➤ Only 17% are confident they know the difference between fibre and full fibre.

➤ When it comes to the ISPs, 74% of Plusnet customers express the desire for clearer broadband terminology – the highest out of the main broadband providers – compared with 55% of Vodafone customers.

➤ 31% admit they have been put off from switching broadband providers or signing up to a new deal because of the confusing language.

The survey then helpfully includes somewhat of a jargon buster to clarify what each term means, although this does make the odd mistake. For example, gigabit broadband isn’t just “typically only available in locations” with FTTP and can, in fact, also be delivered to over half of the country via Virgin Media’s older Hybrid Fibre Coax (HFC) network. Not to mention that various wireless networks can also achieve 1Gbps+ speeds.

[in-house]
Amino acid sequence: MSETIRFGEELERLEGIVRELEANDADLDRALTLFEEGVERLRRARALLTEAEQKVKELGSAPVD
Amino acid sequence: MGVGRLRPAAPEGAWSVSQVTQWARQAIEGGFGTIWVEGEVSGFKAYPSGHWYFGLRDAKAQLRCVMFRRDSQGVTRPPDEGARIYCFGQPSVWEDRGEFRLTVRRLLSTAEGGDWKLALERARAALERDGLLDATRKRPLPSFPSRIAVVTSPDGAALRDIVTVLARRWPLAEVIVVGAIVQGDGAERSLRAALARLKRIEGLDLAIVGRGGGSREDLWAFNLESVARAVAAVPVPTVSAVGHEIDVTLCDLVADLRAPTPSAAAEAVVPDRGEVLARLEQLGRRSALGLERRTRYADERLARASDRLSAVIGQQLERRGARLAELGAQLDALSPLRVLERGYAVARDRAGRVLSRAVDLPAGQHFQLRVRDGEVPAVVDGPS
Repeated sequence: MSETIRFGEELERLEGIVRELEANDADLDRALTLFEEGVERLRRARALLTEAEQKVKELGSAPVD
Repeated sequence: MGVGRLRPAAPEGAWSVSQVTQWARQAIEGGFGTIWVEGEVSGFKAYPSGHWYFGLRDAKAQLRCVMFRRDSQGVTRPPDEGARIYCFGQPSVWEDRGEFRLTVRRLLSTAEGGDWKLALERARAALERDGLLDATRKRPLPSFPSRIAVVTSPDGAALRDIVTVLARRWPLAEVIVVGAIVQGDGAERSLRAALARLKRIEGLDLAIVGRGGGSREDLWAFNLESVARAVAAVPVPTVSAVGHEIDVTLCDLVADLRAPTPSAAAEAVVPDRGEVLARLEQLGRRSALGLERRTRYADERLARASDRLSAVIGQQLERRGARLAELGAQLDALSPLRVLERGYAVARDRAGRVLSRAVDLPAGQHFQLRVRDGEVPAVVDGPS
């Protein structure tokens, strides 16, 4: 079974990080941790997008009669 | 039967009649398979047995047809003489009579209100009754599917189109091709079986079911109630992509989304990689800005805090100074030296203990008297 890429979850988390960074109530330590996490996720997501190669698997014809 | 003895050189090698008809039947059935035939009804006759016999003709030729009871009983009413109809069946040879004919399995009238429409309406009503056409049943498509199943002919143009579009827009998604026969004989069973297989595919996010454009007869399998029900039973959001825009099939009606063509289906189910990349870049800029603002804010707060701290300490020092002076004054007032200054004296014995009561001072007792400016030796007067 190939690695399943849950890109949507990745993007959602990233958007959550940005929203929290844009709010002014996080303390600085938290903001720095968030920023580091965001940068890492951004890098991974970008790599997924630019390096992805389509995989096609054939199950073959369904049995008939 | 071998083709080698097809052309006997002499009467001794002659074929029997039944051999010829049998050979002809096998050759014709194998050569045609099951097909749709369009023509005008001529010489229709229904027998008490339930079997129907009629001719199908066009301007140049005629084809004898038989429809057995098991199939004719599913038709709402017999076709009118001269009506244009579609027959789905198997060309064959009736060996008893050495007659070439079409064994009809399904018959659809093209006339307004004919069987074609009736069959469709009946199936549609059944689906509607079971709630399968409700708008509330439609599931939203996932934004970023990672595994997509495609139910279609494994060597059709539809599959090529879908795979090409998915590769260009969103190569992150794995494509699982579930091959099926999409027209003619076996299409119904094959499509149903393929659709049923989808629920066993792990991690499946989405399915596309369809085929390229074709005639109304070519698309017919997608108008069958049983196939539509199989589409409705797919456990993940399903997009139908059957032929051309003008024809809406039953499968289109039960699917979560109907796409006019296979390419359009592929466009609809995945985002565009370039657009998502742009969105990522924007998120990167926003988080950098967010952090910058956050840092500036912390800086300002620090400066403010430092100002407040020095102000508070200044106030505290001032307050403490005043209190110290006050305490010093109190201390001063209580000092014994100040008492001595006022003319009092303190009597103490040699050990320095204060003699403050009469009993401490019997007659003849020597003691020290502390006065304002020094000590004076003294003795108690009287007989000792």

Broadband term
% of people who understand what it means
What it actually means
FTTH stands for Fibre to the Home – a type of very fast broadband connection using fibre-optic cables to transmit data directly to an address. It can be known as full-fibre broadband.
FTTC stands for Fibre to the Cabinet – a type of connection using fibre-optic cables transmitting data to street cabinets rather than directly to homes. The connection is then typically continued to an address using older copper cables. This can be known as fibre broadband, and speeds are slower than a full-fibre solution like FTTH or FTTP.
FTTP stands for Fibre to the Premises. This is effectively the same as FTTH and can be known as full-fibre broadband.
Gigabit broadband
Gigabit broadband is a network connection with a speed of at least 1 gigabit per second – the equivalent of 1,000 Megabits per second. Gigabit speeds are typically only available in locations with fibre-to-the-premises (FTTP) connections.